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Old 02-11-2009, 04:22 AM   #1
msivadass
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Question Unable to view i-node values for Partition


I am not able to view the i-node values for my Linux partition by using
df -i
.The output of df -i is


linux-hqif:/ # df -i
Filesystem Inodes IUsed IFree IUse% Mounted on
/dev/sda5 0 0 0 - /
udev 224087 432 223655 1% /dev
/dev/sda1 0 0 0 - /boot



The Os Version: SUSE 10.2.

But i can able to view the I-node values of files by using ls -i ( The files are located in same partition(/)).

Is there any other command's to view the i-node information for partition?

Thanks
 
Old 02-11-2009, 06:46 AM   #2
jschiwal
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A partition doesn't have an i-node. df -i will give you the number of i-nodes used and the number available on the filesystem.

Looking at "df -i /dev/sda*" will list the i-node counts for each partiton on the first disk.

Are you instead looking for the i-node number of the special file itself?
e.g.
ls -i /dev/sda1

Last edited by jschiwal; 02-11-2009 at 06:47 AM.
 
Old 02-12-2009, 02:15 AM   #3
msivadass
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Exclamation

Thanks For Ur Reply

But I am getting same Error.

inux-hqif:~ # df -i /dev/sda1
Filesystem Inodes IUsed IFree IUse% Mounted on
/dev/sda1 0 0 0 - /boot
linux-hqif:~ #
 
Old 02-12-2009, 02:24 AM   #4
i92guboj
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What file system are we talking about?

Not all fs's are based on i-nodes.
 
Old 02-12-2009, 02:30 AM   #5
msivadass
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i want to know how many i-nodes are free for particular partition.
 
Old 02-12-2009, 02:33 AM   #6
jschiwal
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The answer could depend on whether the device is mounted or not.
Code:
df -i /dev/sda2
Filesystem            Inodes   IUsed   IFree IUse% Mounted on
/dev/sda2             255552  190801   64751   75% /mnt/vista
sudo umount /dev/sda2
df -i /dev/sda2
Filesystem            Inodes   IUsed   IFree IUse% Mounted on
udev                  506053    1379  504674    1% /dev
The first is the number of inodes, which is from the virtual layer (VFS) of the mounted filesystem. These inodes are in memory or memory cache.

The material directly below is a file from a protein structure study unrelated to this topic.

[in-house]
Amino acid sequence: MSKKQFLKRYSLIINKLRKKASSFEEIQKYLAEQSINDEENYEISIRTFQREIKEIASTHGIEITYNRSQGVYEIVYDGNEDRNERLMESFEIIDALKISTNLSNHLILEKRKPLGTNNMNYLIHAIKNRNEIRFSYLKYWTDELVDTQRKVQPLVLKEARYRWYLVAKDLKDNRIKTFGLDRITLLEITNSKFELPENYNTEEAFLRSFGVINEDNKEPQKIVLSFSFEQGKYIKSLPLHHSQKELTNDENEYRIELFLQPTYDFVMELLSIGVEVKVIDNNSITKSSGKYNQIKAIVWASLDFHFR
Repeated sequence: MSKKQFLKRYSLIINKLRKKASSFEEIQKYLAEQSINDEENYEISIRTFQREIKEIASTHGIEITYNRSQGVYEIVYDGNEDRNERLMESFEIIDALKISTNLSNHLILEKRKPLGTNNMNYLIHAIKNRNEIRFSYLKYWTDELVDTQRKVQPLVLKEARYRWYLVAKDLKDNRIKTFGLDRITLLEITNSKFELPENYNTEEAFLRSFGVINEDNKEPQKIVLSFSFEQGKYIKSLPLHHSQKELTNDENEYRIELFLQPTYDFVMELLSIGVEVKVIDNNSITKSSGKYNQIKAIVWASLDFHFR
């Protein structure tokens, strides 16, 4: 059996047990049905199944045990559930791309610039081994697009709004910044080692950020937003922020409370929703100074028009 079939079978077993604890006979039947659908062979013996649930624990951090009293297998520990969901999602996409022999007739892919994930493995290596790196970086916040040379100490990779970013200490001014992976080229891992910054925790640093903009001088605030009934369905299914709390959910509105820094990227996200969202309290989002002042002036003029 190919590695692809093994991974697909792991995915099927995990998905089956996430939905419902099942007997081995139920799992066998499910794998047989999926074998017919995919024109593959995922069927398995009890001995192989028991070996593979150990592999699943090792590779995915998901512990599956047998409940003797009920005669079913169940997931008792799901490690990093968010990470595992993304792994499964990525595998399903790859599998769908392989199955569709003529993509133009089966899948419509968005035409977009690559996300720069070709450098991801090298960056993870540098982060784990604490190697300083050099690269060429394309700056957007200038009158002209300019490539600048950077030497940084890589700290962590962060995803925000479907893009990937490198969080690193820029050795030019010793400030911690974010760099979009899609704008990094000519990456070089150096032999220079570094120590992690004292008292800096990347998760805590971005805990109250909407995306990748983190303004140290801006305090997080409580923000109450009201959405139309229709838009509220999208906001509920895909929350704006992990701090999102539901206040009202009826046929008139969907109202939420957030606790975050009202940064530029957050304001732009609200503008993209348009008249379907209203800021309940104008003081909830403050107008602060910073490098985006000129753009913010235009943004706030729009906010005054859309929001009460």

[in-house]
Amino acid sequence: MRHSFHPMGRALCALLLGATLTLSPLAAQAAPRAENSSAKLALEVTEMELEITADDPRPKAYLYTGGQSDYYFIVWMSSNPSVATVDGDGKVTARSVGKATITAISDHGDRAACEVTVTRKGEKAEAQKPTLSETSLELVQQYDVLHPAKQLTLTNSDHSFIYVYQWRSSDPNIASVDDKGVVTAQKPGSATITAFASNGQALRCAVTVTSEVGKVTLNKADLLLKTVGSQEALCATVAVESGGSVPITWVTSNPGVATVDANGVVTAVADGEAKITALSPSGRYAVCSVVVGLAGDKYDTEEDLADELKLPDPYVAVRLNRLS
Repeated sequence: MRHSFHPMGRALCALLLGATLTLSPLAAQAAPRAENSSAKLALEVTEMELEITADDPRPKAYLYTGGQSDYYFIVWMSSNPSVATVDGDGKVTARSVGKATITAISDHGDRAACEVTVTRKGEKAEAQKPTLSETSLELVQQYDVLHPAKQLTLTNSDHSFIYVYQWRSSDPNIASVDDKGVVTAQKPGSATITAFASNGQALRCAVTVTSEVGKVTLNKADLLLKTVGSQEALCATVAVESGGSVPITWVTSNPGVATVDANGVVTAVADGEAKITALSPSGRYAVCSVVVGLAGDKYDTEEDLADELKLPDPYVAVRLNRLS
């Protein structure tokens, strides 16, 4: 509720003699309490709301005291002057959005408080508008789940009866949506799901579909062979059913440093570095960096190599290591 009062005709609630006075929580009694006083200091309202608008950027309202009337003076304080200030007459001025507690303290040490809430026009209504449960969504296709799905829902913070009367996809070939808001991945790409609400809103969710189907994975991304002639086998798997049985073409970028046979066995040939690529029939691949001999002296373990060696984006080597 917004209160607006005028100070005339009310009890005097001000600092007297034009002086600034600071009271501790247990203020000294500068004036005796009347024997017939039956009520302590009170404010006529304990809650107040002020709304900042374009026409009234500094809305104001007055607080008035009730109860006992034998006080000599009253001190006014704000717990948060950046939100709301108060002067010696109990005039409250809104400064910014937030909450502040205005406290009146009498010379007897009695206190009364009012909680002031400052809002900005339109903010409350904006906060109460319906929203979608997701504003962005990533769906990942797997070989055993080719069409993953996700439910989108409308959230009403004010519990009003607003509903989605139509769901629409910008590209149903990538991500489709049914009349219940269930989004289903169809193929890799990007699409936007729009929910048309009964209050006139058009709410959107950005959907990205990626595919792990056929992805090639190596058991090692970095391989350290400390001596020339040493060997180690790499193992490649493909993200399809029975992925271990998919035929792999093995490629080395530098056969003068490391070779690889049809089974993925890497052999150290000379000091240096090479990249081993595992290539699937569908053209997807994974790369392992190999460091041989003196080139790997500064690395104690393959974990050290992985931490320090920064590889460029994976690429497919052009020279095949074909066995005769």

The second line after unmounting is the inodes of the root filesystem.
 
Old 02-12-2009, 02:42 AM   #7
i92guboj
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Quote:
Originally Posted by msivadass View Post
i want to know how many i-nodes are free for particular partition.
I don't understand that phrase at all.

Anyway, what you don't seem to understand is that the i-nodes are not a partition thing. They are just internal structures of the filesystem, and only for some filesystems. There are not i-nodes on a partition, and there are not i-nodes on a disk. You only have i-nodes on a filesystem after you've created it, and only on some of them.

Some others organize the information using different base structures.

So, again: if that partition formated? And if it is: what filesystem are we talking about?

PS. What it seems to me is that you are trying to find how many i-nodes are free for a FAT32 volume, which isn't supported since FAT is not a filesystem based on i-nodes (hence, it truly contains zero i-nodes, and if my memory serves correctly, two File Allocation Tables).

Last edited by i92guboj; 02-12-2009 at 02:49 AM.
 
Old 02-12-2009, 03:02 AM   #8
theYinYeti
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OP probably has the same “bug?” as I have:
Code:
[yves@localhost ~]$ df -i /dev/sda6
Sys. de fich.         Inodes   IUtil.  ILib. %IUti. Monté sur
/dev/sda6                  0       0       0    -  /
All numbers are zero, although the partition is definitely mounted (that's / !) and the reiserfs filesystem does use inodes!

Yves.
 
Old 02-12-2009, 03:12 AM   #9
jschiwal
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Quote:
Originally Posted by theYinYeti View Post
OP probably has the same “bug?” as I have:
Code:
[yves@localhost ~]$ df -i /dev/sda6
Sys. de fich.         Inodes   IUtil.  ILib. %IUti. Monté sur
/dev/sda6                  0       0       0    -  /
All numbers are zero, although the partition is definitely mounted (that's / !) and the reiserfs filesystem does use inodes!

Yves.
What do
sudo df -i /dev/sda6
and
sudo df -i /

return.

If you look at the device itself, you need to have read access to the raw device.
 
Old 02-12-2009, 03:16 AM   #10
i92guboj